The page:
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Monday, October 13, 2008

Relearning Economics

So I've taken up the habit of reading the newspaper when I'm out to dinner during the week, since it's not bad for studying and anyhow it's infinitely more interesting than whatever soap opera or slapstick show playing on tv.

Originally I just read the section for English-learners, which consists of a dialogue and a translation. The horoscopes (according to the Chinese zodiac and the year you were born, not the Greek zodiac and the month-ish period) are on the same page, so I started reading those and asking the restaurant bosses about stuff I don't know. Actually, trying to understand a word you don't know through description in another language is a pretty good learning process. So, now, the boss always asks me, "Mike, did you see your horoscope today? You understand"?

I've now moved on, though, to a little learn-econ-through-comics strip. It's a little tough to understand, but it's in the "learning" section of the paper, so it's nowhere near as tough as a real article, which would surely destroy me were I to get near it. The strip is a little odd, and has the kind of pictures you might imagine if you've watched any japanimation - characters with big eyes, close-up shots of them screaming, sweat beading on their heads, oddly over-reacting to things other characters say. But it's accompanied by some pictures and graphs, so it's possible for me to follow along, even if some of the words are unclear.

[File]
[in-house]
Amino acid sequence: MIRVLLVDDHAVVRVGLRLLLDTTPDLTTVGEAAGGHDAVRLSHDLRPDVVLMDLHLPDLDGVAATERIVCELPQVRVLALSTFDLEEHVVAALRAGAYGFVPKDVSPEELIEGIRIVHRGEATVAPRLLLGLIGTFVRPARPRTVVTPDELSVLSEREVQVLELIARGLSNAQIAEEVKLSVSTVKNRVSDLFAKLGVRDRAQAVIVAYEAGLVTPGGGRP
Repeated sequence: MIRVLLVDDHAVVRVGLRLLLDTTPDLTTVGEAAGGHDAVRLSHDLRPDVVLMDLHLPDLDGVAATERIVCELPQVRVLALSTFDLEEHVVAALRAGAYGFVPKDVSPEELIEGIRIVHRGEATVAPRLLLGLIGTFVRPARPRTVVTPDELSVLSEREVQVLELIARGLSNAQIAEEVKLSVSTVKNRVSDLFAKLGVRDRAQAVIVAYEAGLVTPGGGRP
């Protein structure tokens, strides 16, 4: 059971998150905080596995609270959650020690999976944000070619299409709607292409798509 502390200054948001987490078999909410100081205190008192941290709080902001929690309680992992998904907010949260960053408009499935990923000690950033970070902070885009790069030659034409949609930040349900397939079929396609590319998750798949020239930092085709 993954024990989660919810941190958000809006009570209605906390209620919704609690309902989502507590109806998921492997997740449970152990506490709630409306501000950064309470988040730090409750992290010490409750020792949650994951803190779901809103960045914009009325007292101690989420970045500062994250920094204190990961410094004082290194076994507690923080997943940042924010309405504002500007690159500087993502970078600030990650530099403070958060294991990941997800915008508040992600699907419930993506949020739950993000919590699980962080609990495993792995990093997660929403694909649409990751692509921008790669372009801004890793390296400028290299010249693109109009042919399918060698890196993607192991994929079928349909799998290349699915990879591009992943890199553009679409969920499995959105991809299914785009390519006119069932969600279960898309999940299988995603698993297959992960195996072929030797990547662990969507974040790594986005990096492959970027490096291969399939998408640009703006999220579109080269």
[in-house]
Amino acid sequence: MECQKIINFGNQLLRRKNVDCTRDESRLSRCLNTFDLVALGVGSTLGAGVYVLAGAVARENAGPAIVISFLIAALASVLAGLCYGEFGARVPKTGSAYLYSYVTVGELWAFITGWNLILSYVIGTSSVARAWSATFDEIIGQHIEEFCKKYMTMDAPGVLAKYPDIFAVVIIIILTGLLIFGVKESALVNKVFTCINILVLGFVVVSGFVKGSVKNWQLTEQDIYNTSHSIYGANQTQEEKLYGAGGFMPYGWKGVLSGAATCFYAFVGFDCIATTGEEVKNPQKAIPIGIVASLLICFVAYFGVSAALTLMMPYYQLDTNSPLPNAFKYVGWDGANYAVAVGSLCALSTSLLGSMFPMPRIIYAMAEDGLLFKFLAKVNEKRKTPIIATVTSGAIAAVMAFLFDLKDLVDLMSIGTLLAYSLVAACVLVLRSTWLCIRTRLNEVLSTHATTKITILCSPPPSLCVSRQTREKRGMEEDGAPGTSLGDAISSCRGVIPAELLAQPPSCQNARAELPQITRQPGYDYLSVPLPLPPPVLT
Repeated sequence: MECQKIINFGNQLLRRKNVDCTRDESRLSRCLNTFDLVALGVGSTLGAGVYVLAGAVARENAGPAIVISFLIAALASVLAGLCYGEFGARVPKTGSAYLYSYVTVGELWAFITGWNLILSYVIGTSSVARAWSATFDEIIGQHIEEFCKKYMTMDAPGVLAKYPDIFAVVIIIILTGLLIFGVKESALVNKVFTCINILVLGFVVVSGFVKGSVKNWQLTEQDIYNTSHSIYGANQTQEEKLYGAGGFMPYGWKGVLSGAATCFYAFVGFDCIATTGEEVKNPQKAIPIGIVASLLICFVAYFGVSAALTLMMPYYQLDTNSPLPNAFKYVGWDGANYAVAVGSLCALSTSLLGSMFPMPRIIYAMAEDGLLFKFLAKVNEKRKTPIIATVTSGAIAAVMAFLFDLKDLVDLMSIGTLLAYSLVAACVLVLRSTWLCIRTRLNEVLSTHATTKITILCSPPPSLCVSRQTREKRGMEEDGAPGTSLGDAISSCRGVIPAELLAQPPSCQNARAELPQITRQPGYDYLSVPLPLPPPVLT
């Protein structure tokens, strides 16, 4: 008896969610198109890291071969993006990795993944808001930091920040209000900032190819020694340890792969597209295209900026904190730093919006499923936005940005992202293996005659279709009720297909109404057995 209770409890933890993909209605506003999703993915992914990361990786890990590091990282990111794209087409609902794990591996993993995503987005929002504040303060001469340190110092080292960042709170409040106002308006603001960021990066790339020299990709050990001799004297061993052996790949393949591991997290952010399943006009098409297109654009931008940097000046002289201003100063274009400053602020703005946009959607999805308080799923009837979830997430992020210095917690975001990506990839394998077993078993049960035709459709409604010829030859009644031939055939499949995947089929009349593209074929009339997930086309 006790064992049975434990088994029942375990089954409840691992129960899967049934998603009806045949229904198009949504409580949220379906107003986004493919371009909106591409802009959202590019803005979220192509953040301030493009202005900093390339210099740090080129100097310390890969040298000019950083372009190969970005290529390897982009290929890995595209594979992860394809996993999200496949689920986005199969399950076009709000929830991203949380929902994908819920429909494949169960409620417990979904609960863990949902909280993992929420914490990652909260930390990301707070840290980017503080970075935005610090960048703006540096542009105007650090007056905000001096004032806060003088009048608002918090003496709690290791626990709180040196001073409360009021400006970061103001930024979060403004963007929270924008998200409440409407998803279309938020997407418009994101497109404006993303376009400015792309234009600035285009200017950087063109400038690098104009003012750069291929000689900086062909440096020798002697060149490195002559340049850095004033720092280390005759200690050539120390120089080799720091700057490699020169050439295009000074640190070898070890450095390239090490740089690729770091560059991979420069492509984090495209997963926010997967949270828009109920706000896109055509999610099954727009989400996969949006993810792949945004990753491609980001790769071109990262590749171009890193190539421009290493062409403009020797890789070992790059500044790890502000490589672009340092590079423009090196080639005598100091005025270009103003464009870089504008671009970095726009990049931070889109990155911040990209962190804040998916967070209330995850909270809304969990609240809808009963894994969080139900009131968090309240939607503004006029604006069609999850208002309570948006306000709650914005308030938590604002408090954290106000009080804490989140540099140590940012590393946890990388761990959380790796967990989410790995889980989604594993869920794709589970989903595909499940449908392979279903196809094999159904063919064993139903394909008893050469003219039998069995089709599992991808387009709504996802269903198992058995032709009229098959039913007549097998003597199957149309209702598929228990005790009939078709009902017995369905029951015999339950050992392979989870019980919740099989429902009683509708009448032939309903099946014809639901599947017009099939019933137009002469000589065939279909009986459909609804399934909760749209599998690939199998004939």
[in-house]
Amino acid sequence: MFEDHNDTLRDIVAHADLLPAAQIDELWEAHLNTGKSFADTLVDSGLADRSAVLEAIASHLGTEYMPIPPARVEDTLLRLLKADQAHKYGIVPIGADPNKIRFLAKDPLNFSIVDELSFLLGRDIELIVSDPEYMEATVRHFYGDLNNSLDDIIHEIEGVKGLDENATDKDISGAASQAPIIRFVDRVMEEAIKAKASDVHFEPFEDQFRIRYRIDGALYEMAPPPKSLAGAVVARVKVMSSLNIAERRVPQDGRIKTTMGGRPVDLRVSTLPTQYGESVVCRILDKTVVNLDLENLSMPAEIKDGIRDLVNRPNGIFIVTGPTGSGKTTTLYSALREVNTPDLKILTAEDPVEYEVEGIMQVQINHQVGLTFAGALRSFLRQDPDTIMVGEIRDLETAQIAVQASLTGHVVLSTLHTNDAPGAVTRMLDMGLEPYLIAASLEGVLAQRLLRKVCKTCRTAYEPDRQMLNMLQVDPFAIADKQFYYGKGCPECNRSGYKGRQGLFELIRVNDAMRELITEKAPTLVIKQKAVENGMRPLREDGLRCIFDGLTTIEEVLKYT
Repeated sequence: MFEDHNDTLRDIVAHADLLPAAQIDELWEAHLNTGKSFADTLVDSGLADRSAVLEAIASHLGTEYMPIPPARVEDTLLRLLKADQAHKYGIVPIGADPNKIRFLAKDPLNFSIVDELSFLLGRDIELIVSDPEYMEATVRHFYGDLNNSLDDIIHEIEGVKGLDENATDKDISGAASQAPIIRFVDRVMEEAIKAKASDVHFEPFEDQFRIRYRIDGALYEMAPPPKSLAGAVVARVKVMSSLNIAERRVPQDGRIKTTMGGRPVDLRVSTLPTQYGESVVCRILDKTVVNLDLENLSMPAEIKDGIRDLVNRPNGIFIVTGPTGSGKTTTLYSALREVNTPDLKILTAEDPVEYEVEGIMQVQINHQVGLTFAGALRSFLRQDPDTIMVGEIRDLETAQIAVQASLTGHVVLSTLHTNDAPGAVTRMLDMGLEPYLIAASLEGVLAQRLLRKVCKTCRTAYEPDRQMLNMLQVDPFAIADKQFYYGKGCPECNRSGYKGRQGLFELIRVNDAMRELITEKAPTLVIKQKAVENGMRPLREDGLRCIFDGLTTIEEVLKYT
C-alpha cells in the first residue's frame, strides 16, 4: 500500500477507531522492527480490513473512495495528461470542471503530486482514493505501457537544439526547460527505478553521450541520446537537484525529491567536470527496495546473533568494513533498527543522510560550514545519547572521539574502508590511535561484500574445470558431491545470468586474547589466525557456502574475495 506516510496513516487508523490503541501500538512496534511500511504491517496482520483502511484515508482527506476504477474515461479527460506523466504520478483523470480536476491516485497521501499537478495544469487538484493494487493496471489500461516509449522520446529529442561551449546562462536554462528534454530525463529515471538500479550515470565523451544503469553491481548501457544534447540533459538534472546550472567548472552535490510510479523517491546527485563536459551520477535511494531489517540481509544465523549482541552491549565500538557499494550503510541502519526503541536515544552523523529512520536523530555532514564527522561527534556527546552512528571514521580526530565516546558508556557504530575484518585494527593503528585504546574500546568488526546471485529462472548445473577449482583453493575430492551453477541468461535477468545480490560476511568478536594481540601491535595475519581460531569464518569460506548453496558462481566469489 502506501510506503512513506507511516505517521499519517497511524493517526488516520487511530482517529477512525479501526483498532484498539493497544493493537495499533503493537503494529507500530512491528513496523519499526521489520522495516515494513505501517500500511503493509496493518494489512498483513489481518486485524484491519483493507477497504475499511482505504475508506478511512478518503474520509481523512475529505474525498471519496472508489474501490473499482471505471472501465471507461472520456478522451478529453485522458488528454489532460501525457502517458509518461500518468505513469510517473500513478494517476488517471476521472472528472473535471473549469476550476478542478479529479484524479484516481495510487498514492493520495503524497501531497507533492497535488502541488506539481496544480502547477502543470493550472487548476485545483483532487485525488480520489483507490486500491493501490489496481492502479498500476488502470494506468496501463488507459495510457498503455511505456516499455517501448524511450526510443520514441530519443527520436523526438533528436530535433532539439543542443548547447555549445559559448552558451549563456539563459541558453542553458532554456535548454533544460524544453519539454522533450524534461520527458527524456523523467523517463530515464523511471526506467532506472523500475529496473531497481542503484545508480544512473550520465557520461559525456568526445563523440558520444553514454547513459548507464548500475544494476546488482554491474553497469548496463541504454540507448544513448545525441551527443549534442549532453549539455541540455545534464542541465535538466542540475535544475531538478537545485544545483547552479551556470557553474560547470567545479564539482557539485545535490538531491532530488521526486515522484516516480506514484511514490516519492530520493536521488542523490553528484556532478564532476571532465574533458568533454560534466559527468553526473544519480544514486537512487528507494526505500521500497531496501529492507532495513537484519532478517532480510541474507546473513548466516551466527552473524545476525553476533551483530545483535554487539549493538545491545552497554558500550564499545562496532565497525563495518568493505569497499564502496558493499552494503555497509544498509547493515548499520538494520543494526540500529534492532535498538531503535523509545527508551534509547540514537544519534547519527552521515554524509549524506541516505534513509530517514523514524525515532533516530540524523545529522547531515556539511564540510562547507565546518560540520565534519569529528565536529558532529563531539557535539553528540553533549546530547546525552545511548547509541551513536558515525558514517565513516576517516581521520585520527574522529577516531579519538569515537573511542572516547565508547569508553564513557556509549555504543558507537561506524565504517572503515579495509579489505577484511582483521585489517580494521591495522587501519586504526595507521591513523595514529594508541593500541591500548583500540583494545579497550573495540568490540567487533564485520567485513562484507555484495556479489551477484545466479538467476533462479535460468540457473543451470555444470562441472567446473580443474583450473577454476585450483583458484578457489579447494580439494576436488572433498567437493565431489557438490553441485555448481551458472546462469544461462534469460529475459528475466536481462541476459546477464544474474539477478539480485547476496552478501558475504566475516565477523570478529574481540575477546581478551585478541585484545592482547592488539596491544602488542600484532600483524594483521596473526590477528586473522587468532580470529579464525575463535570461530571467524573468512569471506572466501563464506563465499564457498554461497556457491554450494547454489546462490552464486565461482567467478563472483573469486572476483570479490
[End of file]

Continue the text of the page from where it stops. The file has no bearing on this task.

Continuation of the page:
What this all leads up to: I learned yesterday about the reason for the freakish drop in the value of the Won. I had said that I'd expect the opposite to happen; as people shift their assets out of dollars and into more stable currencies, the value of the dollar should fall. But, according to the article, on the whole, that's not what happened, because: in order to have enough cash on hand to survive bank runs, American banks had to buy back a lot of dollars from abroad. In buying loads and loads of dollars, the banks apparently pushed up their price. Voila!

I am hoping none of my former econ professors are reading my blog. The shame!

On the other hand, for any humanities professors out there: I tried to start reading Ulysses but it's really difficult. So I switched to Chekhov.


Jamal said...

Do you like Chekhov? I have never found him that interesting. I recognize his importance for basically creating the genre of the short story, but I can't say that I've been able to muster anything more than a historical appreciation. As for Ulysses, I too have not braved that storm.

innuendo said...

I like to Chekhov.

PS you asked for it

Mike said...

Wow, I was expecting something even less subtle.